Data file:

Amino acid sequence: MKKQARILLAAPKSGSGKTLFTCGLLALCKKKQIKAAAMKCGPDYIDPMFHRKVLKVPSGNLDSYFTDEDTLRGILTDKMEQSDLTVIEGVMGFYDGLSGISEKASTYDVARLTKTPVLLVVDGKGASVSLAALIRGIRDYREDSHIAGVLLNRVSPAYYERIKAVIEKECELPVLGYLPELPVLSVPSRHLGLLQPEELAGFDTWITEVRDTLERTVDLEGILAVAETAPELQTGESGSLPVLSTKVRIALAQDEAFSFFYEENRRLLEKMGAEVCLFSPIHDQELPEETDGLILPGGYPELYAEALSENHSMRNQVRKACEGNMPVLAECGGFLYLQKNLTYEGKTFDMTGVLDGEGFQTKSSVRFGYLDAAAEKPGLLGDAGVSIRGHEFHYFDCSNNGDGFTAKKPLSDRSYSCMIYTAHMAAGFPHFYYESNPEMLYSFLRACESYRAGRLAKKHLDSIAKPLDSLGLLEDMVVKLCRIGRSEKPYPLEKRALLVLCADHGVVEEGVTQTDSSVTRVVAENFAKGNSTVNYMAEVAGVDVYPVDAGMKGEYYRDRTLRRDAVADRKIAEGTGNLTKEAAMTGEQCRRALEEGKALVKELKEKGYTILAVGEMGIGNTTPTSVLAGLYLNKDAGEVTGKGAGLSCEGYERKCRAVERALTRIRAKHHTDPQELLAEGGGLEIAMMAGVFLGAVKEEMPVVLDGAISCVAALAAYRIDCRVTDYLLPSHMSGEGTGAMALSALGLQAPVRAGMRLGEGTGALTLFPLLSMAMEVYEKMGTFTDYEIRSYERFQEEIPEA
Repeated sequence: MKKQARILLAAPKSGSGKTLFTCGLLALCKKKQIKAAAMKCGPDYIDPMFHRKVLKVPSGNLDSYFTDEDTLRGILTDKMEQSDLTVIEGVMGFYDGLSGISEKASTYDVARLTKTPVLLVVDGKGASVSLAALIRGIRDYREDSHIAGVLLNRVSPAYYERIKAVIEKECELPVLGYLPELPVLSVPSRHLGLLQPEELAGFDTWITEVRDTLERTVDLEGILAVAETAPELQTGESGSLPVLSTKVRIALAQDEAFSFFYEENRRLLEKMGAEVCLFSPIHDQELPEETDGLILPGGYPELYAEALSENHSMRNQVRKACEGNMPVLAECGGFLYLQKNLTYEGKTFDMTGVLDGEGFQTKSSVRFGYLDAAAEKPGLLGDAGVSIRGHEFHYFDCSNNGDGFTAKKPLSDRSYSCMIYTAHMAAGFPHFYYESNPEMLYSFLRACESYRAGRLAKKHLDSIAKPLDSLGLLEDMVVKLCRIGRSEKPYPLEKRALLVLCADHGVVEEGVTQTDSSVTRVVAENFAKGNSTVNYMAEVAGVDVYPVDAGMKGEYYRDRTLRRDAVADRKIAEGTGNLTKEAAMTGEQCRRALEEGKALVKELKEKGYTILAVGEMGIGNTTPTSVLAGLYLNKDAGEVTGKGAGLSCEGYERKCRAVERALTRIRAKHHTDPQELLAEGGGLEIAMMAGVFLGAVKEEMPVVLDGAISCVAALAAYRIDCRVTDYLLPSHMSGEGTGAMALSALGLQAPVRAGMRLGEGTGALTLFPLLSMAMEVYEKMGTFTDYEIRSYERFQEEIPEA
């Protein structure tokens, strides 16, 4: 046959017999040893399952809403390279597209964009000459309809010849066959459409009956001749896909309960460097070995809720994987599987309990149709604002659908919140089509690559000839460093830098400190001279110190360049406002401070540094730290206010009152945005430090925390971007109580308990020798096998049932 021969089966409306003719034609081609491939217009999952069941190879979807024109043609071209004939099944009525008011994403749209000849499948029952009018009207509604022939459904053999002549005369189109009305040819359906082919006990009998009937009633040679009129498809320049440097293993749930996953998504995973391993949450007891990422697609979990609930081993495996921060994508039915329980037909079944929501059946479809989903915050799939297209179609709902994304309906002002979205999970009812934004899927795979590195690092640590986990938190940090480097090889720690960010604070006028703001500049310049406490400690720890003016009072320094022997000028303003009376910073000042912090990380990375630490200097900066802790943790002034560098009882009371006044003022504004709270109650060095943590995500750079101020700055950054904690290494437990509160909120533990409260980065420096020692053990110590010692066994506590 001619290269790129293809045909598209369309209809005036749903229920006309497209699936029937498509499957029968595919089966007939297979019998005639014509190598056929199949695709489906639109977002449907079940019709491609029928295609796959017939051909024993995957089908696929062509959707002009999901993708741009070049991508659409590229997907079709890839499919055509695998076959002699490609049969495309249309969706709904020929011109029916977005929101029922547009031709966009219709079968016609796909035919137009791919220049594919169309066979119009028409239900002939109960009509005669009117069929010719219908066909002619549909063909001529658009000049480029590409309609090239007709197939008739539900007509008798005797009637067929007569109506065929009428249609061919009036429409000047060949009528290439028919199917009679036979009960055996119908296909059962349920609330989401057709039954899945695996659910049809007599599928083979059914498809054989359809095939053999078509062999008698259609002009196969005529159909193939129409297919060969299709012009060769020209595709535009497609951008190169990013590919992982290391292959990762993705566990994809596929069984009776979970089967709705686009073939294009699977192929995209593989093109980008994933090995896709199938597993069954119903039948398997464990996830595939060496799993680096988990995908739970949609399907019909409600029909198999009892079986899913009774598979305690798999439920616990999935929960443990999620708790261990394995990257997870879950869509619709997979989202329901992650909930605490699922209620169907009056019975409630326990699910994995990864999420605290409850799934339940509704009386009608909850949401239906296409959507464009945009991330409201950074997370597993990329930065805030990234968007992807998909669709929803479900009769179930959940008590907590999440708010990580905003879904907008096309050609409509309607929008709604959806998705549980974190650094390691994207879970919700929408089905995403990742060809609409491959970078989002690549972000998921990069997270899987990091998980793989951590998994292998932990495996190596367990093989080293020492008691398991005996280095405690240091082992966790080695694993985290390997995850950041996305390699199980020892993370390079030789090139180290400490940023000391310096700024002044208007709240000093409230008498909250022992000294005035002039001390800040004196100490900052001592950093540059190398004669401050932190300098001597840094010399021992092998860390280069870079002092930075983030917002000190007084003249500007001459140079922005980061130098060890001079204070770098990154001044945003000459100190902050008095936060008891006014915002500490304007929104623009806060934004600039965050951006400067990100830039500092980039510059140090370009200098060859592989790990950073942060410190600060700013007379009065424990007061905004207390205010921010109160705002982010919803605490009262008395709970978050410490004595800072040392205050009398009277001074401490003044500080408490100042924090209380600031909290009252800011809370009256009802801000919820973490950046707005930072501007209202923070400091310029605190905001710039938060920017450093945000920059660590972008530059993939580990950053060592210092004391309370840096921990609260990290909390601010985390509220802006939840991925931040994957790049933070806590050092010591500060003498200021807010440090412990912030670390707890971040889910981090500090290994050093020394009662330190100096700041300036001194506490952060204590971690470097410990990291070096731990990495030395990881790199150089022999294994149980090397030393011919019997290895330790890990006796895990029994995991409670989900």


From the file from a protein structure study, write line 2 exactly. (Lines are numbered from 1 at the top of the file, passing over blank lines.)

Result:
Repeated sequence: MKKQARILLAAPKSGSGKTLFTCGLLALCKKKQIKAAAMKCGPDYIDPMFHRKVLKVPSGNLDSYFTDEDTLRGILTDKMEQSDLTVIEGVMGFYDGLSGISEKASTYDVARLTKTPVLLVVDGKGASVSLAALIRGIRDYREDSHIAGVLLNRVSPAYYERIKAVIEKECELPVLGYLPELPVLSVPSRHLGLLQPEELAGFDTWITEVRDTLERTVDLEGILAVAETAPELQTGESGSLPVLSTKVRIALAQDEAFSFFYEENRRLLEKMGAEVCLFSPIHDQELPEETDGLILPGGYPELYAEALSENHSMRNQVRKACEGNMPVLAECGGFLYLQKNLTYEGKTFDMTGVLDGEGFQTKSSVRFGYLDAAAEKPGLLGDAGVSIRGHEFHYFDCSNNGDGFTAKKPLSDRSYSCMIYTAHMAAGFPHFYYESNPEMLYSFLRACESYRAGRLAKKHLDSIAKPLDSLGLLEDMVVKLCRIGRSEKPYPLEKRALLVLCADHGVVEEGVTQTDSSVTRVVAENFAKGNSTVNYMAEVAGVDVYPVDAGMKGEYYRDRTLRRDAVADRKIAEGTGNLTKEAAMTGEQCRRALEEGKALVKELKEKGYTILAVGEMGIGNTTPTSVLAGLYLNKDAGEVTGKGAGLSCEGYERKCRAVERALTRIRAKHHTDPQELLAEGGGLEIAMMAGVFLGAVKEEMPVVLDGAISCVAALAAYRIDCRVTDYLLPSHMSGEGTGAMALSALGLQAPVRAGMRLGEGTGALTLFPLLSMAMEVYEKMGTFTDYEIRSYERFQEEIPEA